at press time
Clarity-Enhanced Diamond Yields Lawsuit
Outcome could have wide-reaching effects on the sale of treated gems
A lawsuit recently filed in a state court (unnamed to protect the litigants)
is likely to have important implications for the jewelry industry. The plaintiff,
a retail jeweler, alleges he bought a 3.8-ct. diamond from another jeweler
who sells jewelry to consumers and to the trade.
The plaintiff later resold the diamond to a customer. Four months later,
says the plaintiff, the customer returned with the diamond after having
it appraised. The appraisal indicated the diamond had been clarity enhanced
through fracture filling.
The plaintiff returned the customer's money and then tried to return
the diamond to the defendant. The lawsuit was filed when the defendant refused
to accept the diamond and return the purchase price.
The Plaintiff's Suit
The plaintiff's allegations give rise to several legal claims. They are:
- Fraudulent misrepresentation. To succeed on this legal theory,
the plaintiff has to prove the defendant knowingly misrepresented the diamond's
quality, a material fact, and that the plaintiff reasonably relied upon
the defendant's representation of the diamond.
- Violation of state consumer protection act. This claim is made
because it provides for a wider range of damages than other laws. Also,
there is no need to prove the jeweler/defendant who sold the diamond intentionally
misrepresented its quality.
- Breach of warranty. Under the law, many statements made about
a product are deemed warranties or promises even though they are never
discussed in such terms. The plaintiff would have to prove the defendant
made affirmative statements that created express warranties or implied
warranties about the fitness of the diamond and that these statements formed
the basis of the bargain.
- Negligent misrepresentation. This legal theory is used because
the plaintiff would have to prove only that the defendant failed to use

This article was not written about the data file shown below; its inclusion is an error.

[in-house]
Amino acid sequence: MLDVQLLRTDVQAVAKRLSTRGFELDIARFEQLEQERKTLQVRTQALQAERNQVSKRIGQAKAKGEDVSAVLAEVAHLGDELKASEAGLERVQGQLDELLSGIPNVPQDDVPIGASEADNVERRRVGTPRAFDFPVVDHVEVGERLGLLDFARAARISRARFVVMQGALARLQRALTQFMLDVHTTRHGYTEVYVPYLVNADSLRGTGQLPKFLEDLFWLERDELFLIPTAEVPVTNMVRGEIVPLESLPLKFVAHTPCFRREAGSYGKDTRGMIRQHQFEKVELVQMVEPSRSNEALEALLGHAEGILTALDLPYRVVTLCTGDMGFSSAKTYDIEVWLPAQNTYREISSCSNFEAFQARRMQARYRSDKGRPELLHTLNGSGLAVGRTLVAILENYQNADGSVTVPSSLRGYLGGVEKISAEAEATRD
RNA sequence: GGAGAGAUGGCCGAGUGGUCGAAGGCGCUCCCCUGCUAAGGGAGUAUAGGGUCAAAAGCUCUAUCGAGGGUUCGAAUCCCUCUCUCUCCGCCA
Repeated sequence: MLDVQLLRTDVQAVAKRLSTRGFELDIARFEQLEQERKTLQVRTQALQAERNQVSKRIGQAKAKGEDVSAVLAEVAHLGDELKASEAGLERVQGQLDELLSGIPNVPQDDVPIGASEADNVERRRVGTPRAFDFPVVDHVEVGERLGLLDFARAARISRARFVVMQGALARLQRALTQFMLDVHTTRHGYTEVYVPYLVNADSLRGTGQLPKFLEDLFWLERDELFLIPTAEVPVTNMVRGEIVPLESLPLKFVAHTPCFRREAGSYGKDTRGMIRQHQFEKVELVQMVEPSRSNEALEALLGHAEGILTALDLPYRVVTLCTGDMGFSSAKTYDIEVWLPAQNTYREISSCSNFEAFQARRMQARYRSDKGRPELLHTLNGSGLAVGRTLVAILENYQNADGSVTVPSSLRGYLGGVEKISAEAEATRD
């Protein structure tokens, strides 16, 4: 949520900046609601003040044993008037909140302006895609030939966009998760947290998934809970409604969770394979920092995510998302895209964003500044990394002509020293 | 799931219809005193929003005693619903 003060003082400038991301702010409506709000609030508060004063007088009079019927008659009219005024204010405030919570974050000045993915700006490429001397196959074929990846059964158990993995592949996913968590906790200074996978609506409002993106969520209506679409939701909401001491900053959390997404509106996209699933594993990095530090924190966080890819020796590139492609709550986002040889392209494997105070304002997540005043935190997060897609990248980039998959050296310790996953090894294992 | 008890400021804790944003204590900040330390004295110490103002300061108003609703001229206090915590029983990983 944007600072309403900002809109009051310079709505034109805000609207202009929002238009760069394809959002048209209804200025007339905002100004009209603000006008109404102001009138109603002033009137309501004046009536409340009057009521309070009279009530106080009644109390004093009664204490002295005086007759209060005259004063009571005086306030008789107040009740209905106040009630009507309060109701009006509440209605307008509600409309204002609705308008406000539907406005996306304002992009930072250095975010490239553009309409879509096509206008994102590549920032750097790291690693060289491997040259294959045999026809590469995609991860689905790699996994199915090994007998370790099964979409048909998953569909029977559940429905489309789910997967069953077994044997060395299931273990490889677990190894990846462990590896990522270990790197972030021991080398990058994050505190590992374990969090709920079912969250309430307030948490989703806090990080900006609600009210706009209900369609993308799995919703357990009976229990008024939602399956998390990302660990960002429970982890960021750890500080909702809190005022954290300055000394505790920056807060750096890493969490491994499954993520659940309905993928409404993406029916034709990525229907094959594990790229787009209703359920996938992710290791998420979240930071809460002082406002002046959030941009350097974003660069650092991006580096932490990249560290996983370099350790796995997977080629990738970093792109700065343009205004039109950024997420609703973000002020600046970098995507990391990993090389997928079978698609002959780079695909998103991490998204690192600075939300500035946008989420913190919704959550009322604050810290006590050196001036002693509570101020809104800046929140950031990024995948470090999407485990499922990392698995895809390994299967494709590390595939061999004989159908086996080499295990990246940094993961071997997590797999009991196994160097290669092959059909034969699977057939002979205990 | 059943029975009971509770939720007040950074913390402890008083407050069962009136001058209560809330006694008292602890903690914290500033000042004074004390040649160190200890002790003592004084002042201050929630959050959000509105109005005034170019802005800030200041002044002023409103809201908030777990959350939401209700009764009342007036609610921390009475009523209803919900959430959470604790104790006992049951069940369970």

reasonable care in obtaining or communicating information about the diamond.
It's often easier to prove a defendant should have known something and
disclosed it than to prove he or she actually did know and concealed it.
The diamond was bought for $10,000 and resold for $14,000. The plaintiff
is seeking $14,000 in compensatory damages, $50,000 in punitive damages,
costs of suit, attorney fees and pre- and post-judgment interest on any
The Defendant's Response
The defendant's answer to the lawsuit portrays the facts differently and
raises two primary defenses:
- The diamond was not treated in any way before the plaintiff bought
it. This would be an absolute defense if believed by the jury. If the diamond
was enhanced after being sold to the plaintiff or after being sold to the
customer, the defendant would have no liability. This is a factual rather
than a legal defense and may come down to a question of the credibility
of the witnesses who testify. The uncontested fact the customer possessed
the diamond for several months before the enhancement was discovered may
- The other defense rests on the defendant's claim the plaintiff had
several days to inspect the diamond before buying it. The legal theory
is that even if the diamond was enhanced and the defendant did not disclose
that fact, the plaintiff is barred from making these claims because he
accepted the diamond after having reasonable time to inspect it.
The defendant seeks to have all claims dismissed and has asked the court
to award his attorney fees, costs of suit and other damages the court considers
A crucial issue in the case is when and by whom the diamond was enhanced.
Experts who will testify on this issue have not yet been identified. At
press time, the plaintiff's attorneys were preparing to amend the complaint
to add other parties. Discovery, the formal process of obtaining information
and documents from the opposing side, is ongoing.
Professional Jeweler will follow this case as it develops.
by William H. Donahue Jr., Esq.
Copyright © 1998 by Bond Communications.